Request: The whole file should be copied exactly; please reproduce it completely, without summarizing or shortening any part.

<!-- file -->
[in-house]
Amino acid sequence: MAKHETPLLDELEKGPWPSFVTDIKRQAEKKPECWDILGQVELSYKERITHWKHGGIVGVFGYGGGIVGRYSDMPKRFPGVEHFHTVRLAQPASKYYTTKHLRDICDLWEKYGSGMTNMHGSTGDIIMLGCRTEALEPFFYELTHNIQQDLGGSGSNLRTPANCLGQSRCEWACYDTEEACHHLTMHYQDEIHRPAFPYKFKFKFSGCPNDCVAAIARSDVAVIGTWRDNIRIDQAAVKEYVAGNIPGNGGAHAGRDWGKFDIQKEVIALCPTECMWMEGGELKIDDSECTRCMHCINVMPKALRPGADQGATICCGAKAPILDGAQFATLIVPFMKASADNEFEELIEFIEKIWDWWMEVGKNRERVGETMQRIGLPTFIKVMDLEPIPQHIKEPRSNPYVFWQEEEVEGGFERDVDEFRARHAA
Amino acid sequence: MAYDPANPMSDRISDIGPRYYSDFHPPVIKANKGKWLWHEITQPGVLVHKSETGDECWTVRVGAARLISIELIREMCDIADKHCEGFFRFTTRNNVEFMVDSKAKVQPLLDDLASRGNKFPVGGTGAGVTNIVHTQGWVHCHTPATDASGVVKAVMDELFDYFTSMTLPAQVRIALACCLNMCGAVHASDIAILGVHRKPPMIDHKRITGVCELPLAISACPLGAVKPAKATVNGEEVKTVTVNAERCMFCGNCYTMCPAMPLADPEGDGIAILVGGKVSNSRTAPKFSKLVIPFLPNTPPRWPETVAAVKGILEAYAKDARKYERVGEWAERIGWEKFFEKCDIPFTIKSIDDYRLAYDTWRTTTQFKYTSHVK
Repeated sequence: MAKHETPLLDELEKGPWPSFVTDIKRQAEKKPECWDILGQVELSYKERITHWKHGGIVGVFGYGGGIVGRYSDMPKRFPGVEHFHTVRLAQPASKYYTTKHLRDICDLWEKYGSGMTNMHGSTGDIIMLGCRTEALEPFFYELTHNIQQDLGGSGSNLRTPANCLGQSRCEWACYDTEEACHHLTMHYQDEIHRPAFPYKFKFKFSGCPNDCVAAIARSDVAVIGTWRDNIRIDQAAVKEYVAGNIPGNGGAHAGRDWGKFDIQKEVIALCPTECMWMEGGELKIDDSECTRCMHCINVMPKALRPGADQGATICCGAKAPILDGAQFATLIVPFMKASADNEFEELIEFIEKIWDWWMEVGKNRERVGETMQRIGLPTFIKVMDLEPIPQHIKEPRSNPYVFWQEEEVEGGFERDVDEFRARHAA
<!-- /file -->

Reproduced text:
[in-house]
Amino acid sequence: MAKHETPLLDELEKGPWPSFVTDIKRQAEKKPECWDILGQVELSYKERITHWKHGGIVGVFGYGGGIVGRYSDMPKRFPGVEHFHTVRLAQPASKYYTTKHLRDICDLWEKYGSGMTNMHGSTGDIIMLGCRTEALEPFFYELTHNIQQDLGGSGSNLRTPANCLGQSRCEWACYDTEEACHHLTMHYQDEIHRPAFPYKFKFKFSGCPNDCVAAIARSDVAVIGTWRDNIRIDQAAVKEYVAGNIPGNGGAHAGRDWGKFDIQKEVIALCPTECMWMEGGELKIDDSECTRCMHCINVMPKALRPGADQGATICCGAKAPILDGAQFATLIVPFMKASADNEFEELIEFIEKIWDWWMEVGKNRERVGETMQRIGLPTFIKVMDLEPIPQHIKEPRSNPYVFWQEEEVEGGFERDVDEFRARHAA
Amino acid sequence: MAYDPANPMSDRISDIGPRYYSDFHPPVIKANKGKWLWHEITQPGVLVHKSETGDECWTVRVGAARLISIELIREMCDIADKHCEGFFRFTTRNNVEFMVDSKAKVQPLLDDLASRGNKFPVGGTGAGVTNIVHTQGWVHCHTPATDASGVVKAVMDELFDYFTSMTLPAQVRIALACCLNMCGAVHASDIAILGVHRKPPMIDHKRITGVCELPLAISACPLGAVKPAKATVNGEEVKTVTVNAERCMFCGNCYTMCPAMPLADPEGDGIAILVGGKVSNSRTAPKFSKLVIPFLPNTPPRWPETVAAVKGILEAYAKDARKYERVGEWAERIGWEKFFEKCDIPFTIKSIDDYRLAYDTWRTTTQFKYTSHVK
Repeated sequence: MAKHETPLLDELEKGPWPSFVTDIKRQAEKKPECWDILGQVELSYKERITHWKHGGIVGVFGYGGGIVGRYSDMPKRFPGVEHFHTVRLAQPASKYYTTKHLRDICDLWEKYGSGMTNMHGSTGDIIMLGCRTEALEPFFYELTHNIQQDLGGSGSNLRTPANCLGQSRCEWACYDTEEACHHLTMHYQDEIHRPAFPYKFKFKFSGCPNDCVAAIARSDVAVIGTWRDNIRIDQAAVKEYVAGNIPGNGGAHAGRDWGKFDIQKEVIALCPTECMWMEGGELKIDDSECTRCMHCINVMPKALRPGADQGATICCGAKAPILDGAQFATLIVPFMKASADNEFEELIEFIEKIWDWWMEVGKNRERVGETMQRIGLPTFIKVMDLEPIPQHIKEPRSNPYVFWQEEEVEGGFERDVDEFRARHAA